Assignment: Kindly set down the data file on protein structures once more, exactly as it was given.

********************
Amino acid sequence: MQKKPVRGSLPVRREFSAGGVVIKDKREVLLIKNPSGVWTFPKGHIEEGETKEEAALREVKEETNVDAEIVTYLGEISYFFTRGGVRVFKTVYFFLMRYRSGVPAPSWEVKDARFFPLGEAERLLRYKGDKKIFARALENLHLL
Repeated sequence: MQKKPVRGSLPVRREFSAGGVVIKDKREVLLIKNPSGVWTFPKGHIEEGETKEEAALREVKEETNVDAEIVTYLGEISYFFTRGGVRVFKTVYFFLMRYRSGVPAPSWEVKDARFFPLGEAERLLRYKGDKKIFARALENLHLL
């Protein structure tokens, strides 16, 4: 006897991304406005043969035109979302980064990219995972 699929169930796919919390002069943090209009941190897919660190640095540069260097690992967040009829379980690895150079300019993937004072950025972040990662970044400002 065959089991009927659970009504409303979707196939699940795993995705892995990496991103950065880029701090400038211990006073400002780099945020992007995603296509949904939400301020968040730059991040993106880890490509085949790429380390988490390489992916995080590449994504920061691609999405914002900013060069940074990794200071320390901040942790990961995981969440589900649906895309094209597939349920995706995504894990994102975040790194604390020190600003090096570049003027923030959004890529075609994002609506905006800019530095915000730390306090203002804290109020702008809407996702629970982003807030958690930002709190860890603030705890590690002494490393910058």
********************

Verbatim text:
Amino acid sequence: MQKKPVRGSLPVRREFSAGGVVIKDKREVLLIKNPSGVWTFPKGHIEEGETKEEAALREVKEETNVDAEIVTYLGEISYFFTRGGVRVFKTVYFFLMRYRSGVPAPSWEVKDARFFPLGEAERLLRYKGDKKIFARALENLHLL
Repeated sequence: MQKKPVRGSLPVRREFSAGGVVIKDKREVLLIKNPSGVWTFPKGHIEEGETKEEAALREVKEETNVDAEIVTYLGEISYFFTRGGVRVFKTVYFFLMRYRSGVPAPSWEVKDARFFPLGEAERLLRYKGDKKIFARALENLHLL
């Protein structure tokens, strides 16, 4: 006897991304406005043969035109979302980064990219995972 699929169930796919919390002069943090209009941190897919660190640095540069260097690992967040009829379980690895150079300019993937004072950025972040990662970044400002 065959089991009927659970009504409303979707196939699940795993995705892995990496991103950065880029701090400038211990006073400002780099945020992007995603296509949904939400301020968040730059991040993106880890490509085949790429380390988490390489992916995080590449994504920061691609999405914002900013060069940074990794200071320390901040942790990961995981969440589900649906895309094209597939349920995706995504894990994102975040790194604390020190600003090096570049003027923030959004890529075609994002609506905006800019530095915000730390306090203002804290109020702008809407996702629970982003807030958690930002709190860890603030705890590690002494490393910058």